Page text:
The United States is expanding its shadowy battle against militants in Yemen, including a planned new CIA base nearby in the Persian Gulf, in an attempt to stop a lethal branch of al-Qaida from capitalizing on the political turmoil in Yemen.

The White House has increased the numbers of CIA officers in Yemen, and has signed off on the new base from which to fly armed drones to hunt militants in Yemen, to be completed by next year.

There is an internal debate in the administration over whether U.S. special operations forces should continue to lead the fight, once the CIA's base is complete, three U.S. officials say, speaking on condition of anonymity to discuss strategic discussions.

In the meantime, the Pentagon's elite special operations forces are taking aim at a greater array of targets, who have been flushed into view by the unrest, as well as the Yemeni government's new willingness to allow U.S. forces to use all tools available — from armed drones to war planes — to take out those targets, three U.S. officials say, speaking on condition of anonymity to discuss classified operations.

The U.S. wants to keep the pressure on, to break al-Qaida's current momentum there, the State Department's counterterror coordinator said Tuesday. Yemen-based Al-Qaida in the Arabian Peninsula, considered the most immediate terror threat to America, is already operating more in the open and has been able to acquire and hold more territory.

Daniel Benjamin said there are growing concerns that AQAP will use the chaos to acquire more weapons, and also to fuel connections between al-Qaida-linked militants there and al-Shabab insurgents in Somalia.

Benjamin says he is hopeful that counterterrorism efforts will continue in Yemen, as the political transition moves along and a new government takes hold.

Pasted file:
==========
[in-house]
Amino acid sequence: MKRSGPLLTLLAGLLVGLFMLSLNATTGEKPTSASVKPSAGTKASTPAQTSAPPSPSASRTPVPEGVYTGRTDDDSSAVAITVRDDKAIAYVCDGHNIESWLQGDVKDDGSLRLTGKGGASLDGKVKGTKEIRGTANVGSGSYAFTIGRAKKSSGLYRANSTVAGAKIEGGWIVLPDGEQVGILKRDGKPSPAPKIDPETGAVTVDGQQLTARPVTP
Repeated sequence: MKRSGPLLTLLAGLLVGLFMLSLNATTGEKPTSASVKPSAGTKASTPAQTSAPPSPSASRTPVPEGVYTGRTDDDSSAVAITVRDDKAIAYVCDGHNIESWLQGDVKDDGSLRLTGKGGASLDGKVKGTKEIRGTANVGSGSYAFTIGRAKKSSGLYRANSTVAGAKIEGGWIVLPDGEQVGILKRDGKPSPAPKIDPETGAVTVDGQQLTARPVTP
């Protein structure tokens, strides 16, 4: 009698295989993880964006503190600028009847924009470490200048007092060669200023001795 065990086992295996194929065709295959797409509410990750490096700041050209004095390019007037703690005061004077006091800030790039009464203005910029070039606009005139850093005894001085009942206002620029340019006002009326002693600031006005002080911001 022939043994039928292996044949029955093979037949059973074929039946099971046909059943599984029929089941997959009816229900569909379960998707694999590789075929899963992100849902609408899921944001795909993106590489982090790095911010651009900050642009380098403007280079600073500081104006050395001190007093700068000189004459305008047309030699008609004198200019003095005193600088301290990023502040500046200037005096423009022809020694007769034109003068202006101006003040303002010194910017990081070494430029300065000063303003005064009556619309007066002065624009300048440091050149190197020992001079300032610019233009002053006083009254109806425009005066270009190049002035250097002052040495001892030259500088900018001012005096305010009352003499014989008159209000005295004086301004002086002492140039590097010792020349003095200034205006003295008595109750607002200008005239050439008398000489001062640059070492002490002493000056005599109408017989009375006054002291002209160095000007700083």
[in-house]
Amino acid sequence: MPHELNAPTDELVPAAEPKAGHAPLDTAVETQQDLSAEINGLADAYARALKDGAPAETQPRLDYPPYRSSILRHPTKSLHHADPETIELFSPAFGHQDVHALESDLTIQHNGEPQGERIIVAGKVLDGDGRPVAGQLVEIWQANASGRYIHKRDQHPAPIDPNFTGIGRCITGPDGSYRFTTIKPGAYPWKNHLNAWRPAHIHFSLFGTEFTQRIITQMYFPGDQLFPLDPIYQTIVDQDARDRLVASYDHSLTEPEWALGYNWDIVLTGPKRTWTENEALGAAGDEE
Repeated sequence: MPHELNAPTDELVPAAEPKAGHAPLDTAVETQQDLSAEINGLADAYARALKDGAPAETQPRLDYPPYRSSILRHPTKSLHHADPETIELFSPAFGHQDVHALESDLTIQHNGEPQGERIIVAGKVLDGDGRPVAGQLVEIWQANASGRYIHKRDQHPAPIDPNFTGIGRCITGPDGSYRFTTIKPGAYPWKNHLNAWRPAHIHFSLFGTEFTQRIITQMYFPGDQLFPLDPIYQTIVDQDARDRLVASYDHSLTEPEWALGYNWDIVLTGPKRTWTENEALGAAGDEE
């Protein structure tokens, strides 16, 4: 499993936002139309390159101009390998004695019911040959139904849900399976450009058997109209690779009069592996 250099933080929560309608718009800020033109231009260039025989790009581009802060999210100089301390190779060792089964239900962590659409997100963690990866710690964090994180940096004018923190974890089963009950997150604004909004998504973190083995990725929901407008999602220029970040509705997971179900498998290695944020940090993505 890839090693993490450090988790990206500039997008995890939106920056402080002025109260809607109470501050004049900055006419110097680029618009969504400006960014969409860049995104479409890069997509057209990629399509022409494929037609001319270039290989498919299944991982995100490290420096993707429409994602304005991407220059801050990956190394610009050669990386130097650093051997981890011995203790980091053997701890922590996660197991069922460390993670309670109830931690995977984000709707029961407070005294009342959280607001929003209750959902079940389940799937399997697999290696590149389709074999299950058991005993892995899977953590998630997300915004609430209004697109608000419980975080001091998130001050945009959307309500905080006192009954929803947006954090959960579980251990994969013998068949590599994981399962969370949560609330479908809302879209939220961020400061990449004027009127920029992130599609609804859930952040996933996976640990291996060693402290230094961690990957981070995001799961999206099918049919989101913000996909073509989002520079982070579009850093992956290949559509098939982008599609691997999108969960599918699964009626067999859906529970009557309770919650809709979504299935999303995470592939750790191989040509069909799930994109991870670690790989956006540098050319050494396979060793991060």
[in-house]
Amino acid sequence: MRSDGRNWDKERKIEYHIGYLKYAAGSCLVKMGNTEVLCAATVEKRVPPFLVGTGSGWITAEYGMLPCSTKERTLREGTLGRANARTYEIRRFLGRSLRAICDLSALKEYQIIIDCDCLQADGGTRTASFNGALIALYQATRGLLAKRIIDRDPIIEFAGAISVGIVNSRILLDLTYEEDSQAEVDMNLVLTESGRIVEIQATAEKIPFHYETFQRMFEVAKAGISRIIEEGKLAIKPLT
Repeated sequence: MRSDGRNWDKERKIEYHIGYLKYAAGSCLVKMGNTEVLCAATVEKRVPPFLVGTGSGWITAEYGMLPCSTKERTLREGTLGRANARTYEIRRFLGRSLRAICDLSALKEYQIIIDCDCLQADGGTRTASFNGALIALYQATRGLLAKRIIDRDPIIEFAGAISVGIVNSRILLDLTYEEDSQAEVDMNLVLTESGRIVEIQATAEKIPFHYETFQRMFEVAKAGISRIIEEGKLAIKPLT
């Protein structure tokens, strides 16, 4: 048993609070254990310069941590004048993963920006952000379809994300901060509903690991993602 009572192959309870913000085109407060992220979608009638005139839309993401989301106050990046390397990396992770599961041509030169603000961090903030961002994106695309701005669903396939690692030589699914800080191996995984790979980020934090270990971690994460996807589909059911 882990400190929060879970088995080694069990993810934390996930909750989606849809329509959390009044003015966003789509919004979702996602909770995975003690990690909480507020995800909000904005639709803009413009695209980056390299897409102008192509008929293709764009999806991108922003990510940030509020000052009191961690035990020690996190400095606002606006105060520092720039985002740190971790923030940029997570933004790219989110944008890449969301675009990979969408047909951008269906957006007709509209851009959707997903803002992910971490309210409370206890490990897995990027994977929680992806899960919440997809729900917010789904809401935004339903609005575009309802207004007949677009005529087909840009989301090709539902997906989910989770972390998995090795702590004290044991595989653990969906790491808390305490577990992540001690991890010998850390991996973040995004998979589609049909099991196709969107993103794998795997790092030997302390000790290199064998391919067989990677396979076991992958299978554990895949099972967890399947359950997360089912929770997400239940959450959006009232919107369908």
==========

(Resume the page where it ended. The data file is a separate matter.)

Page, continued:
"Counterterrorism cooperation is not about one man," Benjamin told reporters.

And while he said the U.S. doesn't know what the next government in Yemen will look like, and "there has been some distraction because of the political turmoil," he added that the U.S. believe that cooperation will grow under the new leaders.

He said the U.S. has been in talks with the acting president, Abed Rabbo Mansour Hadi.

Yemeni President Ali Abdullah Saleh was badly injured in a recent attack and is in Saudi Arabia. He and opposition party rulers are moving slowly toward a transition of the government.

There have been consistent reports of connections between AQAP in Yemen and al-Shabab across the Gulf of Aden in Somalia. And those could deepen if the Yemeni government loses more control of its coastal regions.

The waters are already thriving regions for pirates, who take over commercial ships and hold them for ransom. That money, said Benjamin, is making its way into terrorists' hands, although the relationship between the pirates and the insurgents is murky.

"We know that militants have shaken pirates down," he said. "And if that results in money being in terrorist pockets, that's bad news ... If you ask most of the pirates right now, they would consider the terrorists to be parasites who are not helping them in a constructive way."